By Brad Haire
University of Georgia
“We know that our petroleum-based fuel consumption does contribute harmful elements to our environment, reducing the quality of our air, impacting our international relations and puts a dent in our pocketbooks,” he told an estimated 600 participants at the Southeast Bioenergy Conference 2007.
According to Perdue’s numbers, during the three-day conference, Georgians used about 57 million gallons of gasoline, or about $154 million dollars worth.
The conference became a three-day, one-stop place for biofuel investors to shop, entrepreneurs to sell, scientists to showcase research and for lawmakers to talk policy and tax breaks. All were aiming to make the Southeast a deep-well source for biofuels in the future.
“We planned this conference with just one thing in mind – to promote the use of bioenergy and its commercialization within the Southeast,” said Craig Kvien, a professor with the University of Georgia College of Agricultural and Environmental Sciences. He spearheaded the conference’s voluntary planning committee, which had representatives from across the region.
From watermelons to peaches, corn, cotton, peanuts and poultry fat, a walk among the fleet of vendor vehicles at the conference left visitors wondering just what couldn’t be processed and poured into an engine to fire it up.
That’s why a bioenergy industry could thrive in Georgia, Perdue said, because the state has the weather and the diversity to produce a lot of biomass that can be converted into various useable fuels.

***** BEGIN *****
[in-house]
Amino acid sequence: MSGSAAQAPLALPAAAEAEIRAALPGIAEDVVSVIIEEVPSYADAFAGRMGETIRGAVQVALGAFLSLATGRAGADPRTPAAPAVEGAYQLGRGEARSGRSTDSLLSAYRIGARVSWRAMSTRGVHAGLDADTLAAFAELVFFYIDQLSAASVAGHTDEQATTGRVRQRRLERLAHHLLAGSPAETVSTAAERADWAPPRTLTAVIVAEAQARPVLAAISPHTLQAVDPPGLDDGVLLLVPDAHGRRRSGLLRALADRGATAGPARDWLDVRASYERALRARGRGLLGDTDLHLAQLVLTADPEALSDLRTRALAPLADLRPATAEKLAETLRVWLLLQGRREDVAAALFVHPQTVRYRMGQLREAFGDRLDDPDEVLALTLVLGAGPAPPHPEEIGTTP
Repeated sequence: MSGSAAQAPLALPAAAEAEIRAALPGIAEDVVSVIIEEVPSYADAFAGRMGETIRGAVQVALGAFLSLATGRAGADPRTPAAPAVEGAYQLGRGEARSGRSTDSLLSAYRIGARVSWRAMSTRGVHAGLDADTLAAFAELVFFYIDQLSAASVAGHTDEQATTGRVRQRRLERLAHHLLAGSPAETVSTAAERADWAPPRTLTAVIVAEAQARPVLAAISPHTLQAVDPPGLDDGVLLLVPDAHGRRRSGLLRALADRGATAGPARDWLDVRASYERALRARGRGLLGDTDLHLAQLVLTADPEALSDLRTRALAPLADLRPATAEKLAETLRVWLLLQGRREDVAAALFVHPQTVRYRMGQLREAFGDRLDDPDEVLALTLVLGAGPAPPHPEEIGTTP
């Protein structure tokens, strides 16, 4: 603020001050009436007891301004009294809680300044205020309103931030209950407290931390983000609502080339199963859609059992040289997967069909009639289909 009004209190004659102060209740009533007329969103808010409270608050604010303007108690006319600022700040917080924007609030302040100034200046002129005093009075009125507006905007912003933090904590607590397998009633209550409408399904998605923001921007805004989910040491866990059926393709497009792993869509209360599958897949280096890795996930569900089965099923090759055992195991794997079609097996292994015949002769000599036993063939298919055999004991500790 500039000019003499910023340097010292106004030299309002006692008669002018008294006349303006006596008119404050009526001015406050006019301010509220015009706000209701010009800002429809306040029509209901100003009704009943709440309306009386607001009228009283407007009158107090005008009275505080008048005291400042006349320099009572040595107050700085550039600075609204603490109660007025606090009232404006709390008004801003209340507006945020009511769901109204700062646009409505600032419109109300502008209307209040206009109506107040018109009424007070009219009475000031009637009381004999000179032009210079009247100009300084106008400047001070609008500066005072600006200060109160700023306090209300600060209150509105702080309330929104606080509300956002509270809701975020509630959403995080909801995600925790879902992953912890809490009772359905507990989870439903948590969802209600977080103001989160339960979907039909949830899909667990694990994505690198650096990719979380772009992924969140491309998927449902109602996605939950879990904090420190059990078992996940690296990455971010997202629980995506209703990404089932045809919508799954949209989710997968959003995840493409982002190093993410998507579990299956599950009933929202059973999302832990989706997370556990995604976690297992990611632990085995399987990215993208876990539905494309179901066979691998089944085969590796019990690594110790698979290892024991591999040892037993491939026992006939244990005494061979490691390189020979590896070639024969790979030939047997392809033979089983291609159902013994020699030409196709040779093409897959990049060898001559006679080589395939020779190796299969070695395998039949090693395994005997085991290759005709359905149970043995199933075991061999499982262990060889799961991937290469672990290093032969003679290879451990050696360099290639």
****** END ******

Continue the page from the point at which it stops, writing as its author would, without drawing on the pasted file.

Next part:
“One of Georgia’s greatest strengths is our agricultural industry,” he said, “our farmers and our foresters. It’s our oldest and largest industry.”
The bioenergy movement is pumping up in Georgia, Perdue said. Since a similar conference in Tifton last year, a dozen new ethanol and biodiesel facilities have broken ground in Georgia.
“We are growing (biofuels) here,” he said. “We are traveling down the road very quickly to converting it here . . . and our last step is to use it here.”
The state currently has only five stations where the public can purchase E-85, a blended fuel containing 85 percent ethanol, which is typically produced using corn. Perdue challenged Georgia’s retail industry to provide more pumps filled with E-85.
“The economics are there. . . . And I want Georgians to be able to use fuel that our Georgia farmers have grown,” Perdue said.
(Brad Haire is the former news editor with the University of Georgia College of Agricultural and Environmental Sciences.)